It's a fiction book by Dan Brown

Summary: Then the Director of the Louvre is murdered in a gruesome and mysterious fashion his granddaughter and an American Historian (who specializes in symbols) – must uncover a secret organization thousands of years old in order to find the most sought after relic in all of human history… before it is destroyed.

You could also describe it as “The Illuminatus Trilogy” crossed with “Monty Python and the Holy Grail” set in the 21st century and directed as a serious action thriller by Spielberg….

That’s about as neatly as I can sum this book up in a sentence or two. It’s a page turner (as it ought to be it was a bestseller) – the real reason I’ve chosen to add this book to everything is because of its mention of the “sacred feminine” – the idea that at one point in history there were male and female gods and now we have only the male gods.

The book is written in a rather simplistic fashion and does not assume that the reader is very savvy about history (this annoyed me in the passages about cryptography and math history… but was a relief in the bits of Church history.. about which I know nothing)

The characters are thinly drawn, and there are some painfully overwrought “romantic tensions” between the American Historian and the museum owners granddaughter.

That all said, off all of the books I’ve read (fiction books, that is) who mention the Holy Grail this one told the most believable story. (please note believable is not the same as plausible) –that is you’re able to go along with it while reading the book—also Brown makes many fascinating connections—(sort of like a dumbed down version of James Burke) and leaves you feeling like you’ve at last been let in on the big secret of EVERYTHING.

Anyone who knows art history may squeal and writhe over the inaccuracies… but, come on… it’s just a story


:: Insert corny sinister laughter ::

Finding myself on winter break from college with literally nothing to do, I decided to take the suggestion of my mother and some friends and read Dan Brown's The Da Vinci Code.

First of all, the book certainly is hard to put down. It's a page-turner designed for the mass-market public, and I for one will not be so arrogant as to claim that I'm above such things (well, maybe I am, but hey). However, I would be hard-pressed to say The Da Vinci Code is one of the best books I've ever read (as many people have) or even close to it.

First of all, the cast of characters is annoyingly cliche from the get-go. Our main protagonists are Robert Langdon, esteemed Harvard professor of art history and religious symbology, and Sophie Neveu, hotshot cryptologist for the French equivalent of the FBI, who just happens to be the granddaughter of the curator of the Louvre. For backup, we have a hard-ass French chief of police and his bumbling underlings, a fabulously wealthy English aristocrat, an Albino monk with a horrific past, the near-fanatical high priest of a radical Catholic sect, and last (but not least!), Jacques Saunière, the recently-murdered grandfather of Sophie, curator of the Louvre, obsessed with Da Vinci and the lost "sacred feminine" goddess-worship religion that perished with Constantine's endorsement of Christianity in the waning days of the Roman Empire, and Grand Master of the Priory of Sion, the ancient secret society charged with protecting the Holy Grail and the bloodline of Jesus Christ and Mary Magdalene.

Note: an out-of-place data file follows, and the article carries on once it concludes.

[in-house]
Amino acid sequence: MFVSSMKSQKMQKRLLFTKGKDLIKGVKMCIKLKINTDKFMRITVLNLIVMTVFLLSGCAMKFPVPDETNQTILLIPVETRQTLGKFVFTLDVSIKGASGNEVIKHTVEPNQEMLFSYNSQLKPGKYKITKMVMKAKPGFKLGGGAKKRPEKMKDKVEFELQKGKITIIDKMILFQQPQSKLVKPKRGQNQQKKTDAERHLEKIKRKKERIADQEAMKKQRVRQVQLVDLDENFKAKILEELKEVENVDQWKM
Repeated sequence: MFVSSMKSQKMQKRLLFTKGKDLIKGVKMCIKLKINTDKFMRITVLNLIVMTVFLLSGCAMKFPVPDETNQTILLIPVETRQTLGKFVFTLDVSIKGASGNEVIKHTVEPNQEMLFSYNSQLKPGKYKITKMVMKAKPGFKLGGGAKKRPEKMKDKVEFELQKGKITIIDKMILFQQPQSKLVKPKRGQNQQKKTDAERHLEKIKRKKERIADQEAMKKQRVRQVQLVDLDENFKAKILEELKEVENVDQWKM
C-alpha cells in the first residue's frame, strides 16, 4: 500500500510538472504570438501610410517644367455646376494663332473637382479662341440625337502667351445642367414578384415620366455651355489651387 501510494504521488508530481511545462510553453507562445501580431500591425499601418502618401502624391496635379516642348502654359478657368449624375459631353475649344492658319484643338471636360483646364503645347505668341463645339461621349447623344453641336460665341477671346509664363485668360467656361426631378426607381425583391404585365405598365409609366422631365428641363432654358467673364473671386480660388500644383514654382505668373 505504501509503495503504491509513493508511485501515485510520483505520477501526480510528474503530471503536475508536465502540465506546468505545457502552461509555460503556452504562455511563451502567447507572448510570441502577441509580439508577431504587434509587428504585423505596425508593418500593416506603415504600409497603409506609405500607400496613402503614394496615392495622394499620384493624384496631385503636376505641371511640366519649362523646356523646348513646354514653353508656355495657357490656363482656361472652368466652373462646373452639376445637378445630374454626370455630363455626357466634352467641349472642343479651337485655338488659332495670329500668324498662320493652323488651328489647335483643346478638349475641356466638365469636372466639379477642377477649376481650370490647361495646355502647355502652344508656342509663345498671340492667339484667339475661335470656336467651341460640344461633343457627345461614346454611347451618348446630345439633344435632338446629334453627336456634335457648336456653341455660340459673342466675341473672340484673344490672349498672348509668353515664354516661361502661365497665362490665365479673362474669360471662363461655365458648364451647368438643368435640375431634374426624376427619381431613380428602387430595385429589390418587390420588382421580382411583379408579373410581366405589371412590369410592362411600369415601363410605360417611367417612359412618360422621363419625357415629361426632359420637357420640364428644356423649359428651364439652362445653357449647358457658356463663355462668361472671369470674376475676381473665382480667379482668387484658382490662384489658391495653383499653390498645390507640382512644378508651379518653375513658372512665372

Okay. So clearly subtlety and understatement are not Brown's M.O. here. The book begins with Langdon lecturing in Paris on the night of Saunière's murder. After discovering Langdon was supposed to meet with Saunière, the police call him down, trying to feel him out as a suspect. Before long Sophie shows up, bails him out, and off they go on a wild ride through Paris and London, being tailed closely by the police, and by crazed religious zealots, all the while frantically trying to decode the mysterious string of messages Saunière hid in the Louvre as he lay dying on the Grand Gallery floor, and to ascertain his relationship to the Priory of Sion and the Holy Grail before the secret of the Grail is captured by the zealots and destroyed along with Saunière himself.

I won't spoil more of the plot, because as critical as I am of it, the novel does manage to create suspense. However, some of the devices Brown uses to do this were quite irritating. A lot of the exposition came in flashbacks to various characters' pasts. Often times Brown would tell the flashback in very general terms, omitting key plot-relevant details. He would later tell it again under another pretext, revealing a little more, etc. Sometimes he would just stop short of giving key details ("...they opened box and were amazed at what was inside!!!" End of chapter.) He also tended to have about 3 storylines going on at once (Robert and Sophie, the police investigation, and the Opus Dei story arc) and bounced from one to the other each chapter. This always been a personal pet peeve of mine, but some may be more tolerant of it.